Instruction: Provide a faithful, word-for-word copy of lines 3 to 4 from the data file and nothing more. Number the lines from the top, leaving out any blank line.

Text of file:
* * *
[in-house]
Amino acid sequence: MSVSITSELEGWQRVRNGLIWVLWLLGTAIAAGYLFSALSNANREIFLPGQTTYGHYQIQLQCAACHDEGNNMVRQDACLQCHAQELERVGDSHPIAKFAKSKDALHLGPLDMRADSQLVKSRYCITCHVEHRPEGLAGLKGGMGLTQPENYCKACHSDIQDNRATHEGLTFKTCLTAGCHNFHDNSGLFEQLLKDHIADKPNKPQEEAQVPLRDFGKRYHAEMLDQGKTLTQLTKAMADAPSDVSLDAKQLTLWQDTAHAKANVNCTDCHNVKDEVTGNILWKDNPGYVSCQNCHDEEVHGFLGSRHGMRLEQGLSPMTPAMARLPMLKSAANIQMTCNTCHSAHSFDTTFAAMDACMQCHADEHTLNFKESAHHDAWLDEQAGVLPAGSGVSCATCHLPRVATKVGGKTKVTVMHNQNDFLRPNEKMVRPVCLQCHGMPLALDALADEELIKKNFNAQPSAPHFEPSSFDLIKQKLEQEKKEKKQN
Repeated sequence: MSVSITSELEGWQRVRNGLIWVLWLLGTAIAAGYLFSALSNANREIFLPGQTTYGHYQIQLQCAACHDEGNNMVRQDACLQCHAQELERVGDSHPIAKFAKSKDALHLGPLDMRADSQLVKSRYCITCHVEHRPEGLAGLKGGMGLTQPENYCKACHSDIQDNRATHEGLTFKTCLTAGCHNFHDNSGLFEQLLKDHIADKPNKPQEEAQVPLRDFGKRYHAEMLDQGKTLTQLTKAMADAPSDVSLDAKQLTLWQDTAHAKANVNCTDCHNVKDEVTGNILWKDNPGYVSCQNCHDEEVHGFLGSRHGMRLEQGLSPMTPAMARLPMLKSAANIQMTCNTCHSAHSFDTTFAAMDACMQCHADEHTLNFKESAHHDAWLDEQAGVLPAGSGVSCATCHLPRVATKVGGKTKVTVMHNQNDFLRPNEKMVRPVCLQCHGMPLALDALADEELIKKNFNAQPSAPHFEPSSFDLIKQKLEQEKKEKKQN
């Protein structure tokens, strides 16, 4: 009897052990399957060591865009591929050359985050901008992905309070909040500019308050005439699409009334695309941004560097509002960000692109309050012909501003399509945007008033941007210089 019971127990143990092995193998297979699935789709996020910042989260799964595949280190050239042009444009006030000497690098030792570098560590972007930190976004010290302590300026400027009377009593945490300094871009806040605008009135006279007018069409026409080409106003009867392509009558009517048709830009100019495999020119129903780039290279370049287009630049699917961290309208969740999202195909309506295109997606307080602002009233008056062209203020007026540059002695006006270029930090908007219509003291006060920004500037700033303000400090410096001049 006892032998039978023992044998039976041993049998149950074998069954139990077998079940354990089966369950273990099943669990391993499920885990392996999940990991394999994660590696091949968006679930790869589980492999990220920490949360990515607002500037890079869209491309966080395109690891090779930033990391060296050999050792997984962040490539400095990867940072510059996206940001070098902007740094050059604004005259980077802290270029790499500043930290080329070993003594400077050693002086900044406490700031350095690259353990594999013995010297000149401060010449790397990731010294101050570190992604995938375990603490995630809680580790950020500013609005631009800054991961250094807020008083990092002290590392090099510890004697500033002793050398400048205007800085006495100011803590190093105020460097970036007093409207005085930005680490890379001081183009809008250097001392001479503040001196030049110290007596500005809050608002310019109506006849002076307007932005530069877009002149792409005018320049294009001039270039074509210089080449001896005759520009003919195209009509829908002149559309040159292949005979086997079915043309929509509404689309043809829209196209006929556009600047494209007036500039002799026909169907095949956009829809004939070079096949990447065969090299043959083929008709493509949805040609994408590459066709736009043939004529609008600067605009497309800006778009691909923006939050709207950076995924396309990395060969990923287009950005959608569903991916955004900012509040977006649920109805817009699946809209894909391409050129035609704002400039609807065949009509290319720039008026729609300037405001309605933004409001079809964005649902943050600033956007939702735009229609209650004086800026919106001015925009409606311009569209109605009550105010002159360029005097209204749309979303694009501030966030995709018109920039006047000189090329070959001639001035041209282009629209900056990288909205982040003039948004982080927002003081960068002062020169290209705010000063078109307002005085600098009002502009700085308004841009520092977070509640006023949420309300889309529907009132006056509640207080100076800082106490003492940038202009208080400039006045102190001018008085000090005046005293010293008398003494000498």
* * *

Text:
Repeated sequence: MSVSITSELEGWQRVRNGLIWVLWLLGTAIAAGYLFSALSNANREIFLPGQTTYGHYQIQLQCAACHDEGNNMVRQDACLQCHAQELERVGDSHPIAKFAKSKDALHLGPLDMRADSQLVKSRYCITCHVEHRPEGLAGLKGGMGLTQPENYCKACHSDIQDNRATHEGLTFKTCLTAGCHNFHDNSGLFEQLLKDHIADKPNKPQEEAQVPLRDFGKRYHAEMLDQGKTLTQLTKAMADAPSDVSLDAKQLTLWQDTAHAKANVNCTDCHNVKDEVTGNILWKDNPGYVSCQNCHDEEVHGFLGSRHGMRLEQGLSPMTPAMARLPMLKSAANIQMTCNTCHSAHSFDTTFAAMDACMQCHADEHTLNFKESAHHDAWLDEQAGVLPAGSGVSCATCHLPRVATKVGGKTKVTVMHNQNDFLRPNEKMVRPVCLQCHGMPLALDALADEELIKKNFNAQPSAPHFEPSSFDLIKQKLEQEKKEKKQN
């Protein structure tokens, strides 16, 4: 009897052990399957060591865009591929050359985050901008992905309070909040500019308050005439699409009334695309941004560097509002960000692109309050012909501003399509945007008033941007210089 019971127990143990092995193998297979699935789709996020910042989260799964595949280190050239042009444009006030000497690098030792570098560590972007930190976004010290302590300026400027009377009593945490300094871009806040605008009135006279007018069409026409080409106003009867392509009558009517048709830009100019495999020119129903780039290279370049287009630049699917961290309208969740999202195909309506295109997606307080602002009233008056062209203020007026540059002695006006270029930090908007219509003291006060920004500037700033303000400090410096001049 006892032998039978023992044998039976041993049998149950074998069954139990077998079940354990089966369950273990099943669990391993499920885990392996999940990991394999994660590696091949968006679930790869589980492999990220920490949360990515607002500037890079869209491309966080395109690891090779930033990391060296050999050792997984962040490539400095990867940072510059996206940001070098902007740094050059604004005259980077802290270029790499500043930290080329070993003594400077050693002086900044406490700031350095690259353990594999013995010297000149401060010449790397990731010294101050570190992604995938375990603490995630809680580790950020500013609005631009800054991961250094807020008083990092002290590392090099510890004697500033002793050398400048205007800085006495100011803590190093105020460097970036007093409207005085930005680490890379001081183009809008250097001392001479503040001196030049110290007596500005809050608002310019109506006849002076307007932005530069877009002149792409005018320049294009001039270039074509210089080449001896005759520009003919195209009509829908002149559309040159292949005979086997079915043309929509509404689309043809829209196209006929556009600047494209007036500039002799026909169907095949956009829809004939070079096949990447065969090299043959083929008709493509949805040609994408590459066709736009043939004529609008600067605009497309800006778009691909923006939050709207950076995924396309990395060969990923287009950005959608569903991916955004900012509040977006649920109805817009699946809209894909391409050129035609704002400039609807065949009509290319720039008026729609300037405001309605933004409001079809964005649902943050600033956007939702735009229609209650004086800026919106001015925009409606311009569209109605009550105010002159360029005097209204749309979303694009501030966030995709018109920039006047000189090329070959001639001035041209282009629209900056990288909205982040003039948004982080927002003081960068002062020169290209705010000063078109307002005085600098009002502009700085308004841009520092977070509640006023949420309300889309529907009132006056509640207080100076800082106490003492940038202009208080400039006045102190001018008085000090005046005293010293008398003494000498």